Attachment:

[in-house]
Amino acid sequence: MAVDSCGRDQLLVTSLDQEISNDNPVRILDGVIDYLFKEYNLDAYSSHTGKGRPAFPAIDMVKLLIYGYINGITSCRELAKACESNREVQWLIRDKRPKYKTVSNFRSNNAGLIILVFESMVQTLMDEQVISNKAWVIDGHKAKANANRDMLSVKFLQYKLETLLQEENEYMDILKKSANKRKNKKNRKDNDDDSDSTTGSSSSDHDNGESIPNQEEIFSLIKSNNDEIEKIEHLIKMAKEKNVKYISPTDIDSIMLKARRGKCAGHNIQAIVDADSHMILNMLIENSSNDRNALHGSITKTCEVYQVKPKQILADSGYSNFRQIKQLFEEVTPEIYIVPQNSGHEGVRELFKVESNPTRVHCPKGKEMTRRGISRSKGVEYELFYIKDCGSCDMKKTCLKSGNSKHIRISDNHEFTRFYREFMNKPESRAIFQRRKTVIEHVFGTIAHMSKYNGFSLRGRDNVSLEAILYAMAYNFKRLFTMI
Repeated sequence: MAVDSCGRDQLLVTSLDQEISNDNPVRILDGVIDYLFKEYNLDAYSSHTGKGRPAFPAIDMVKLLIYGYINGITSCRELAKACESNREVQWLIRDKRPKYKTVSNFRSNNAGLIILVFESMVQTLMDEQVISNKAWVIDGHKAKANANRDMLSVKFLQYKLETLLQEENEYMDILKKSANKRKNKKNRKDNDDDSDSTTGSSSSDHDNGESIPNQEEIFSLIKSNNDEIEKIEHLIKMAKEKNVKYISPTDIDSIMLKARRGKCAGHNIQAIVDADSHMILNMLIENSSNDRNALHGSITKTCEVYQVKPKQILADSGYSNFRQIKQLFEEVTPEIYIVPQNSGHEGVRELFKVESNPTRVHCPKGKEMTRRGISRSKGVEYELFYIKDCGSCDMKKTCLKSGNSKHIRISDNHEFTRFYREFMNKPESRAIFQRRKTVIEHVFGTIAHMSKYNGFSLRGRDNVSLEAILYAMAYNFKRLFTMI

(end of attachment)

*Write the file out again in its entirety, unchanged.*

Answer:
[in-house]
Amino acid sequence: MAVDSCGRDQLLVTSLDQEISNDNPVRILDGVIDYLFKEYNLDAYSSHTGKGRPAFPAIDMVKLLIYGYINGITSCRELAKACESNREVQWLIRDKRPKYKTVSNFRSNNAGLIILVFESMVQTLMDEQVISNKAWVIDGHKAKANANRDMLSVKFLQYKLETLLQEENEYMDILKKSANKRKNKKNRKDNDDDSDSTTGSSSSDHDNGESIPNQEEIFSLIKSNNDEIEKIEHLIKMAKEKNVKYISPTDIDSIMLKARRGKCAGHNIQAIVDADSHMILNMLIENSSNDRNALHGSITKTCEVYQVKPKQILADSGYSNFRQIKQLFEEVTPEIYIVPQNSGHEGVRELFKVESNPTRVHCPKGKEMTRRGISRSKGVEYELFYIKDCGSCDMKKTCLKSGNSKHIRISDNHEFTRFYREFMNKPESRAIFQRRKTVIEHVFGTIAHMSKYNGFSLRGRDNVSLEAILYAMAYNFKRLFTMI
Repeated sequence: MAVDSCGRDQLLVTSLDQEISNDNPVRILDGVIDYLFKEYNLDAYSSHTGKGRPAFPAIDMVKLLIYGYINGITSCRELAKACESNREVQWLIRDKRPKYKTVSNFRSNNAGLIILVFESMVQTLMDEQVISNKAWVIDGHKAKANANRDMLSVKFLQYKLETLLQEENEYMDILKKSANKRKNKKNRKDNDDDSDSTTGSSSSDHDNGESIPNQEEIFSLIKSNNDEIEKIEHLIKMAKEKNVKYISPTDIDSIMLKARRGKCAGHNIQAIVDADSHMILNMLIENSSNDRNALHGSITKTCEVYQVKPKQILADSGYSNFRQIKQLFEEVTPEIYIVPQNSGHEGVRELFKVESNPTRVHCPKGKEMTRRGISRSKGVEYELFYIKDCGSCDMKKTCLKSGNSKHIRISDNHEFTRFYREFMNKPESRAIFQRRKTVIEHVFGTIAHMSKYNGFSLRGRDNVSLEAILYAMAYNFKRLFTMI